The Science of Sherlock Holmes: From Baskerville Hall to the Valley of Fear, the Real Forensics Behind the Great Detective’s Greatest Cases
By E.J. Wagner
John Wiley & Sons, 244 pages, $24.95.
Five years ago, the Royal Society of Chemistry bestowed an honorary fellowship upon Sir Arthur Conan Doyle’s most famous fictional character, Sherlock Holmes. According to the fellowship citation, Holmes was “the first detective to exploit chemical science as a means of detection.” The citation might seem flippant, but several weeks ago the Mystery Writers of America honored a book that justifies the Royal Society’s choice.
This year’s Edgar Allan Poe Award winner for best critical/biographical work is E.J. Wagner’s “The Science of Sherlock Holmes,” an engaging work that describes the real forensic science behind the great detective’s most celebrated cases. Apparently, Doyle — who had a medical practice — drew from the most recent advancements in pathology, toxicology, blood chemistry and ballistics to make his Holmes’s adventures seem realistic.
Wagner, whose late uncle Chaim Ehrenreich wrote for the Forward, describes one important instance when Jewish history intersected with a forensic breakthrough that inspired Doyle. In the 1887 novel “A Study in Scarlet,” Holmes autopsies a corpse to search for clues: “[H]is nimble fingers were flying here, there, and everywhere, feeling, pressing, unbuttoning, examining.” Thanks to television shows like “CSI: Crime Scene Investigation” and “The X-Files,” autopsies seem humdrum to modern-day mystery enthusiasts. But in 1887, the technique was brand new: It had been accepted as essential to the pursuit of justice just five years earlier, because of a blood libel case in a small Hungarian village.
In early spring of 1882, a 14-year-old Catholic domestic servant named Esther Solymossy disappeared while on an errand for her mistress. Since Esther’s disappearance coincided with Passover, Wagner writes, “it was not long before the ancient and terrible folk belief in Jewish ritual murder was resurrected.” A number of Jews were arrested, and violence against the Jewish community raged through the town. The situation worsened progressively until the body of a young woman was recovered from the river. Esther’s mother viewed the corpse and denied that it was her daughter, but a group of Budapest professionals performed an autopsy and proved otherwise. There was no evidence of ritual killing, so the accused Jews were freed. This case established the idea that corpses must be examined meticulously, and that science has an essential part to play in the legal system.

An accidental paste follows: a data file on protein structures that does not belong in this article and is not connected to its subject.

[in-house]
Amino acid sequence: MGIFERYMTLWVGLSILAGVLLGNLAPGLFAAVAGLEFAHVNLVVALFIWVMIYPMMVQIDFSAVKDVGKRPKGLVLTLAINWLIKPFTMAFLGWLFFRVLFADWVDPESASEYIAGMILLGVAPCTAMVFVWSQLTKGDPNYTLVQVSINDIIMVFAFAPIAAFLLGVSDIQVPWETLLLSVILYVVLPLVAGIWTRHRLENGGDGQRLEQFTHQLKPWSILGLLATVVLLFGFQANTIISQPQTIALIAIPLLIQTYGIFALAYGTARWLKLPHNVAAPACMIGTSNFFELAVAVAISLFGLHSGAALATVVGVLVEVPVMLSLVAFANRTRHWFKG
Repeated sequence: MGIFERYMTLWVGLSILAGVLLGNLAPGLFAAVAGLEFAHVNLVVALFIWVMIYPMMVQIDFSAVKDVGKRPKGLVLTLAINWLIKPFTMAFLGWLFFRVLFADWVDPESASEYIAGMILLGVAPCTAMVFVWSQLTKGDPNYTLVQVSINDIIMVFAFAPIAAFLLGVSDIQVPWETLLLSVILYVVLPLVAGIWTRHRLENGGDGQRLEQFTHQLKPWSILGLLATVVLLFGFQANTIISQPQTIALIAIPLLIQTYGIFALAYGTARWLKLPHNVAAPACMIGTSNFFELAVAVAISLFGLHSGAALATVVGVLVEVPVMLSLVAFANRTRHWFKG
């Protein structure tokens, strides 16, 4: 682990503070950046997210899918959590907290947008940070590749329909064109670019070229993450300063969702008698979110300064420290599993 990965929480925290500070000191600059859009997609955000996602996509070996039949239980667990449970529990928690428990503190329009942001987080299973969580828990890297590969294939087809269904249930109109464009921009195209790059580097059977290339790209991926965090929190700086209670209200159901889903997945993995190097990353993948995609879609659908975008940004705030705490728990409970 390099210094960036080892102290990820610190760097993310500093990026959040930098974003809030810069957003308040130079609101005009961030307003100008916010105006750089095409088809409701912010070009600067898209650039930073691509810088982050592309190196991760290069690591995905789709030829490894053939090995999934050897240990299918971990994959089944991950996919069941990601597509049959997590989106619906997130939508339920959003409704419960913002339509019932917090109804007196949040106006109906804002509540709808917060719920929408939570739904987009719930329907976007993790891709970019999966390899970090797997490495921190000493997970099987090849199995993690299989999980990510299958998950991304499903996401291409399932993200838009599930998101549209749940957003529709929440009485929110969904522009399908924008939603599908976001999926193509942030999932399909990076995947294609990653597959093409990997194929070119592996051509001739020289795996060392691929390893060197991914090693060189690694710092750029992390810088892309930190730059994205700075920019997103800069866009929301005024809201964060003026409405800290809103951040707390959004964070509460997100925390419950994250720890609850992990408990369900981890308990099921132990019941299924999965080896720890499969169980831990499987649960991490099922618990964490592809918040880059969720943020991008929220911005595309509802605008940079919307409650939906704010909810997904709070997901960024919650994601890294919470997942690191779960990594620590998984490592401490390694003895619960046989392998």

Jewish history also intersects with an investigative blunder that slowed the progress of forensic science. In “The Man With the Twisted Lip,” Holmes scrutinizes the handwriting on an envelope to help solve a case. For Holmes, the study of chirography is an exact science, but in real life there’s room for error. Case in point: the Dreyfus affair. In 1894, a memorandum listing French military secrets was recovered from a wastepaper basket in the German Embassy. Wager writes, “Casting about for the culprit who had written the document, a cabal of French military officers decided a convenient scapegoat would be Captain Alfred Dreyfus… because he was fluent in German… and, most importantly, was Jewish.” Dreyfus was then convicted based on the testimony of penmanship experts who said that the writing on the memorandum matched his. It took 10 years to overturn the guilty verdict, at which point the public’s trust in document examination was, in Wagner’s words, “severely shaken.”
All told, “The Science of Sherlock Holmes” is a lively read and a thorough work of nonfiction — a history of the techniques that Doyle popularized in his detective series, and that modern crime shows have made into household words.
Juliet Lapidos is a freelance journalist living in Brooklyn.